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The Essential Oils Trend Stinks! See What Really Works and When This New Health Coup Gets Dangerous

lavender essential oil

If you haven’t heard by now, then shame on you for not knowing that all aches, pains, and discomfort can be instantly cured by essential oils…at least that’s what ALL of your friends are probably telling you on social media. So what’s the deal on this newest trend anyway? As with most overnight miracle cures, you can should try to punch out the holes in the claims before literally buying in to it.

Where Can I Buy Essential Oils?

Communities are popping up everywhere filled with “distributors” of various essential oil brands promoting the extremely exaggerated claims that these oils remedy everything from menstrual cramps to split ends. Did you just get stabbed in the stomach with a sword? A little dab of elderberry oil will heal that up by dinnertime!

Keep in mind, many of these “distributors” have signed up to sell these concentrated liquids simply because they can now purchase God’s gift to humanity for a tiny bit less than a small fortune per bottle. But it’s OK, because the moment any friend posts a status regarding a minor ailment (“My appendix burst! What should I do?”), they are now self-appointed natural healing masters here to bestow their wisdom upon us all (“Oh sweet child, massage myrrh and lavender oils on your temples while reciting the Pledge of Allegiance. Your appendix will sew itself back together!”).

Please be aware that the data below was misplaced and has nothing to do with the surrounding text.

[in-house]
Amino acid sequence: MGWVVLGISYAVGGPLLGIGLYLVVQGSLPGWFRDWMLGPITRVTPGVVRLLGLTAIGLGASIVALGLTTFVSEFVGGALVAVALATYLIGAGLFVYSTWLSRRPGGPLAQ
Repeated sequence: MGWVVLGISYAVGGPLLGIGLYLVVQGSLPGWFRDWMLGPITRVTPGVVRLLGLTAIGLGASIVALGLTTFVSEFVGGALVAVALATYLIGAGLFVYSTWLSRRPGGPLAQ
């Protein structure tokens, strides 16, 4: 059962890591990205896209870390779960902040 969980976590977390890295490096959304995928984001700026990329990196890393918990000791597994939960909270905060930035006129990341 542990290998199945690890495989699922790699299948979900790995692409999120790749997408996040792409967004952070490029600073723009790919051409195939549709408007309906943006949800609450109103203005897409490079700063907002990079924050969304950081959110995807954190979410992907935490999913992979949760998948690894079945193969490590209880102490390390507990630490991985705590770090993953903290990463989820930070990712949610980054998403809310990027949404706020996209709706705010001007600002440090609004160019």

Now I will go mix up a blend of ginger, tea tree, and lemon oil to cure my sarcasm and bad attitude…

Try This: Oil Pulling: Is It Legit?


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Millennials Support Holistic Wellness More Than Any Other Generation

selfie lavender

Young people are generally healthy, but on the off-chance they’re not, a new survey reports that millennials are much more accepting of natural healing alternatives than any other generation.

Most traditional medical settings recommend sticking to traditional treatments and adding in complementary and alternative medicine (CAM). But this report by the Natural Marketing Institute, published in The Fiscal Times, says most people in their 20s and 30s are embracing CAM, which includes everything from massage, meditation, acupuncture, and yoga, to herbal, plant-based supplements and homeopathic medicine.

Roughly 11 percent of millennials used homeopathic medicine in 2013, up from four percent just a few years earlier, according to a 2013 report by the Natural Marketing Institute. To compare, only six percent of baby boomers and seven percent of Generation X use those same natural treatments.
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8 Natural Cures for Knee Osteoarthritis Aches

Five years ago, almost to the day, I was diagnosed with pretty severe knee osteoarthritis. I was a on the young side for this condition: I was still in my late 20s although my doctor said my knees were more like those of an 80-year-old. The good news was, and still is, that while I suffer from occasional swelling in my joints I don’t really experience much pain. This is part luck, and part careful planning. If you’re been feeling any extra aches or have a diagnosis of knee osteoarthritis here are some tricks that have helped me minimize any discomfort and will allow me to put off treatment (i.e., a knee replacement) for as long as possible: